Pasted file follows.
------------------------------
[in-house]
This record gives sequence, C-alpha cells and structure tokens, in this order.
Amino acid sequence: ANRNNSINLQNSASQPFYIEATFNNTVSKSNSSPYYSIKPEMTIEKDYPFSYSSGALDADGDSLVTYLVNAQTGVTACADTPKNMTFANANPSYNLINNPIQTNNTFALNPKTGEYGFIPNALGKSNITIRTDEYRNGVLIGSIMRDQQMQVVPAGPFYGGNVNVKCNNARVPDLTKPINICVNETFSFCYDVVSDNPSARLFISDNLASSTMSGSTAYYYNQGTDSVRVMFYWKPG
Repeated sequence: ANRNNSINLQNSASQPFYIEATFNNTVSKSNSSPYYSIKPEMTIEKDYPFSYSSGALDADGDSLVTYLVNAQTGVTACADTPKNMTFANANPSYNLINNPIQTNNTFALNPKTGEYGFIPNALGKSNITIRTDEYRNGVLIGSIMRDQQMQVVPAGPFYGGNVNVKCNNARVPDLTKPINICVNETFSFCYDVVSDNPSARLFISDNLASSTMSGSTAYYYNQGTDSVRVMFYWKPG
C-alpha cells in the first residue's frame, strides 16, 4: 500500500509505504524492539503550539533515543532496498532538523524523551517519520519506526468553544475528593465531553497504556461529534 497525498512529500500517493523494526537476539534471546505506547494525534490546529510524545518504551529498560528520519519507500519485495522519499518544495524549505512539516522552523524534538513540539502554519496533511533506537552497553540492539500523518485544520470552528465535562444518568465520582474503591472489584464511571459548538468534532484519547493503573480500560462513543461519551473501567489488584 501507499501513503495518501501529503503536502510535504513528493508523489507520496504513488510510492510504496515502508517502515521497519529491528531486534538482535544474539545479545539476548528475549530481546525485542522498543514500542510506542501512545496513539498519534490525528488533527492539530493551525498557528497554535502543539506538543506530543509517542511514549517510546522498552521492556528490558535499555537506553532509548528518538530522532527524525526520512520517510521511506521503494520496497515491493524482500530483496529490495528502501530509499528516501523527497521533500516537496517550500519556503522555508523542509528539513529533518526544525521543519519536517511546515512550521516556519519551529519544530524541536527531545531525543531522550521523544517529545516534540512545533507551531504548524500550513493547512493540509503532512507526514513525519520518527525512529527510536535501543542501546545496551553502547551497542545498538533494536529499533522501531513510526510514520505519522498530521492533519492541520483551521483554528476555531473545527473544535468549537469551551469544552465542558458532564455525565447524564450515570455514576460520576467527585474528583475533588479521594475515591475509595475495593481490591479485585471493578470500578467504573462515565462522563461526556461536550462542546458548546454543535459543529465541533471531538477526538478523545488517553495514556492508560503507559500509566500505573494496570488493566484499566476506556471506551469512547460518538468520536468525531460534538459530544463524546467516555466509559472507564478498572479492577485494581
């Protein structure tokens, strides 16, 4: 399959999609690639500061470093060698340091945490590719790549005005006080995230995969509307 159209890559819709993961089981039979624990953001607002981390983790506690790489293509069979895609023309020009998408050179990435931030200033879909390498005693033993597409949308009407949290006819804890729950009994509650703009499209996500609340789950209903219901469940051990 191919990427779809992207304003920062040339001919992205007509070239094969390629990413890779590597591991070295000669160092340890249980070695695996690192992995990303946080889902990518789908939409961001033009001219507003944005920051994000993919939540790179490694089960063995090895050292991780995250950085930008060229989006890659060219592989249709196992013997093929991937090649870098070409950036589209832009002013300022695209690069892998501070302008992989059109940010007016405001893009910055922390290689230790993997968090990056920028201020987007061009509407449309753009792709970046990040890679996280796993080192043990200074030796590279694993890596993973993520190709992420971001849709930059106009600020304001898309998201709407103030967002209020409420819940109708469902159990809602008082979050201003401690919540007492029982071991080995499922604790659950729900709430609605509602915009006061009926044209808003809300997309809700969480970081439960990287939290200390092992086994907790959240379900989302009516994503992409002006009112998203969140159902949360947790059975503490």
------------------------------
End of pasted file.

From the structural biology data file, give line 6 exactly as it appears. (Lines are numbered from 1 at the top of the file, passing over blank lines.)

């Protein structure tokens, strides 16, 4: 399959999609690639500061470093060698340091945490590719790549005005006080995230995969509307 159209890559819709993961089981039979624990953001607002981390983790506690790489293509069979895609023309020009998408050179990435931030200033879909390498005693033993597409949308009407949290006819804890729950009994509650703009499209996500609340789950209903219901469940051990 191919990427779809992207304003920062040339001919992205007509070239094969390629990413890779590597591991070295000669160092340890249980070695695996690192992995990303946080889902990518789908939409961001033009001219507003944005920051994000993919939540790179490694089960063995090895050292991780995250950085930008060229989006890659060219592989249709196992013997093929991937090649870098070409950036589209832009002013300022695209690069892998501070302008992989059109940010007016405001893009910055922390290689230790993997968090990056920028201020987007061009509407449309753009792709970046990040890679996280796993080192043990200074030796590279694993890596993973993520190709992420971001849709930059106009600020304001898309998201709407103030967002209020409420819940109708469902159990809602008082979050201003401690919540007492029982071991080995499922604790659950729900709430609605509602915009006061009926044209808003809300997309809700969480970081439960990287939290200390092992086994907790959240379900989302009516994503992409002006009112998203969140159902949360947790059975503490």